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Marriage is for companionship

By BARBARA GONZALEZ- VENTURA, The Philippine STAR Published Dec 03, 2023 5:00 am

For me, aging is terrific. You remember, analyze, deepen your insights into your life, how you grew up, learned, how you hope to keep learning until you die. I hope to keep learning even in the afterlife, but I don’t think I can email my new lessons to you. Maybe—if you want to know— you can whisper and I will answer in your dreams. This makes me want to laugh.

But I remember when I was a little girl preparing for my First Communion, I sat in the front row of my Grade One class in St. Theresa’s San Marcelino, my hands folded properly on my desk, listening to Mother Mathilda give her lesson. “You must never have impure thoughts,” she said. “It is a mortal sin to have one.”

What is an impure thought? I wondered. I was six or seven years old in Grade One, not fully aware of what a thought was, and certainly a stranger to impurity. But none of us had the courage to ask Mother Mathilda what an impure thought was. We were totally innocent.

When we went to our first confession with the old priest whose name I cannot remember, we were taught to say our sins. I panicked and said, “Bless me, Father, for I have sinned. This is my first confession. I told two lies (I remembered being taught that) and I killed three black ants and spanked a mosquito.” I was told to say three Hail Marys as my penance. Many years later when I was an adult, I realized the priest wasn’t really listening to our confessions. He was just going through the motions. He could have been deaf. He was that old. I’m sure by now he has been in heaven for decades.

I got married at 18. I thought then that I was so mature. My mother had sent me to school in Switzerland and Spain where I taught myself to smoke and drink wine. Of course, we weren’t allowed to do those in school but what do you do when you’re a teenager? You break the rules! I thought I was so in love with the man I was marrying. Now I think that all of us—without exception—marry because we are in lust. We don’t know what love is until we marry, have children, slowly face reality, grin and bear it many times, lose our tempers starting with once in a while and moving on to very often until we either cannot take it anymore or we are excellent at grinning and bearing.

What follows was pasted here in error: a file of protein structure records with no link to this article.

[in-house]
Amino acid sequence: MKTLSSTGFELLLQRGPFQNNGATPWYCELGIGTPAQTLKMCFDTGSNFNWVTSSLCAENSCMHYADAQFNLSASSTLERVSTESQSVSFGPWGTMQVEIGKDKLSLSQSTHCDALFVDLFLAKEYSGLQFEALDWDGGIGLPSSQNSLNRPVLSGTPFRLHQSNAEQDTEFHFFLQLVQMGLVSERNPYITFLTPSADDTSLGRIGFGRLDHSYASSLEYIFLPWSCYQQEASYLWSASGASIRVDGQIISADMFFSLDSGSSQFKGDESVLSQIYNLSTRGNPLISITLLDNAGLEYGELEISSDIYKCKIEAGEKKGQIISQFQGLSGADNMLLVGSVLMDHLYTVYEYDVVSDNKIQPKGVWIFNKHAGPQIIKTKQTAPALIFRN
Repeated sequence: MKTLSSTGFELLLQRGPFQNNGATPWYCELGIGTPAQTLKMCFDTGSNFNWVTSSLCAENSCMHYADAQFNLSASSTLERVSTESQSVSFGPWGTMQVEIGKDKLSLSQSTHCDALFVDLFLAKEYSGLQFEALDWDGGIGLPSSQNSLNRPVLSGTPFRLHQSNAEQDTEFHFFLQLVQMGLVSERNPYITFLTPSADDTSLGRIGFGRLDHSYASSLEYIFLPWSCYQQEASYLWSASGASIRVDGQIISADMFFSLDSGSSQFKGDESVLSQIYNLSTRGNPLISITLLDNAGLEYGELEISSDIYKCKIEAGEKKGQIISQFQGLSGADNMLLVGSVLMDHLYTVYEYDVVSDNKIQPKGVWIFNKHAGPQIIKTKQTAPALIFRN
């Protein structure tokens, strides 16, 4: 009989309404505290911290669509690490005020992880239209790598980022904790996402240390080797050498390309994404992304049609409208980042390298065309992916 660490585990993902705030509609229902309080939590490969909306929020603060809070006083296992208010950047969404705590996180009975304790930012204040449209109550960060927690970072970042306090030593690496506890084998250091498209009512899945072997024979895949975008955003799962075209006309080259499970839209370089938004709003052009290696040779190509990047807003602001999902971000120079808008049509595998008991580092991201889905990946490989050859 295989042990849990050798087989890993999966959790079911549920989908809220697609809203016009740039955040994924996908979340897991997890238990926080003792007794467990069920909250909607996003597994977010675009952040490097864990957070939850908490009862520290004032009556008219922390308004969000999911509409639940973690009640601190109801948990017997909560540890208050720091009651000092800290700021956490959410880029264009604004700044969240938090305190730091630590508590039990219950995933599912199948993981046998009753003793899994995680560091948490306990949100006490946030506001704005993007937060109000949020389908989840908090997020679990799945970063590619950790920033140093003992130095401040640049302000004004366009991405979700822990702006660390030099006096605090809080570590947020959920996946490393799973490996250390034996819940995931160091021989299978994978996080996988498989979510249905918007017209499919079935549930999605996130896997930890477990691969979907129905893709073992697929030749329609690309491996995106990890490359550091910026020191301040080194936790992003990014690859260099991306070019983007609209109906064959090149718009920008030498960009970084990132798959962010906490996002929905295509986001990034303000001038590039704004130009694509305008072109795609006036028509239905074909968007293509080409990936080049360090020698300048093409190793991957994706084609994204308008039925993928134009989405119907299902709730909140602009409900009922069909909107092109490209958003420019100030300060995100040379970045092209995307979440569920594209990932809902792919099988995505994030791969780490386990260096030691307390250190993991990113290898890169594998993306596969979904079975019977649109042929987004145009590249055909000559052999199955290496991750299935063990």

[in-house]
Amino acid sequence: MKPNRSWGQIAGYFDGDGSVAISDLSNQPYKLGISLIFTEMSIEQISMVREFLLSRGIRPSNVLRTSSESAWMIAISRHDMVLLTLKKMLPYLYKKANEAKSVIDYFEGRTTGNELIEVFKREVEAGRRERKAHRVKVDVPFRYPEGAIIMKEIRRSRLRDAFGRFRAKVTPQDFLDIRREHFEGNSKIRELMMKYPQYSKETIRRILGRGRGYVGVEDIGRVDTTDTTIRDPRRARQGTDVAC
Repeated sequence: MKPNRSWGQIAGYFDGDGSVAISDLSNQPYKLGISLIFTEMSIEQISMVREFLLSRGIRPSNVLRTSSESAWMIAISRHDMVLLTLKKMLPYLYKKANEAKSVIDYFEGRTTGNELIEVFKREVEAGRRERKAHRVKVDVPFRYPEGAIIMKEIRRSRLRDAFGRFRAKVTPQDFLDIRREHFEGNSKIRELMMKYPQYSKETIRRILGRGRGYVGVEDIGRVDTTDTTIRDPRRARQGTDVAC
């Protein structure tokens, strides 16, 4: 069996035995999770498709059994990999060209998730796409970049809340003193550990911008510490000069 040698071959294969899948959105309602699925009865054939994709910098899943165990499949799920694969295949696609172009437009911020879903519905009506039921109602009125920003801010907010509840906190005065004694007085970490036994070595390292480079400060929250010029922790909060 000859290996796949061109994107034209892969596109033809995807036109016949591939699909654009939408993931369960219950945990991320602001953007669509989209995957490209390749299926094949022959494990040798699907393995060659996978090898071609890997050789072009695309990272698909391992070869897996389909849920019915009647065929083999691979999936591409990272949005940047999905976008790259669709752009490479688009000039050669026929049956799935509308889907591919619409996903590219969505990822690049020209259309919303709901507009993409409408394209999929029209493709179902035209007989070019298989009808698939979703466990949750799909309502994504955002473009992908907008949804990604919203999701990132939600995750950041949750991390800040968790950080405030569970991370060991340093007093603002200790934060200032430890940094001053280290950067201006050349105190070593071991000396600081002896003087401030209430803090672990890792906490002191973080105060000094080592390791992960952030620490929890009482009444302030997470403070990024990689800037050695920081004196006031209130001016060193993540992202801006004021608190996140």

I think you ought to marry her and not your girlfriend. You know why? Because I can see you are good friends. That’s what makes marriage work. I have learned that marriage is for companionship.

Don’t scold me for being broad-minded. These days I know two couples who want their marriages annulled. They are both in their 80s. Their children are all grown up. They live together and realize how unhappy they are. At this late date they want their freedom. I think they just want peace and quiet with their freedom. What is freedom for when you are in your 80s? Just being free to do what you want without having to attend to somebody else, especially if the other person is a nagger. Alone, you can sleep at 7 p.m. and wake up at 4 a.m. to brew your own coffee, pour in three spoonfuls of muscovado, pour coconut milk as much as you like. Nobody will say, “You’re doing that?!? You’re 85 years old! Are you trying to kill yourself?”

Through the dance of life, hand in hand, heart to heart – where companionship turns every step into a cherished moment.

No rule that says you can’t say, “Yes, I am. I love my coffee this way because it could kill me and make you happy.” But that would be too mean so you decide for silence and bury your annoyance until one day it becomes a solid huge rock and you want to hit your partner a thousand times on the head with it. Sometimes when you watch American movies and see how they lash out at each other you wish you could do that with your anger. But since we’re Filipino, we weren’t taught to do that as children. Instead we build a rock inside ourselves.

What to do about it? Now I think the present generation is more familiar with lust than my generation ever was. What are you supposed to do? I remember two old friends of mine, now both dead. One friend, I’ll call him A, was much older than the other friend, B. Then I was there. B and I would drink together often, sometimes we would be actively chatting, other times we would sit quietly and drink. A told B, “I think you ought to marry her and not your girlfriend. You know why? Because I can see you are good friends. That’s what makes marriage work. I have learned that marriage is for companionship.”

In the end, I think A was right. B married his next girlfriend. I married much later. Now I have learned—marriage is for companionship and my husband Loy and I are best friends.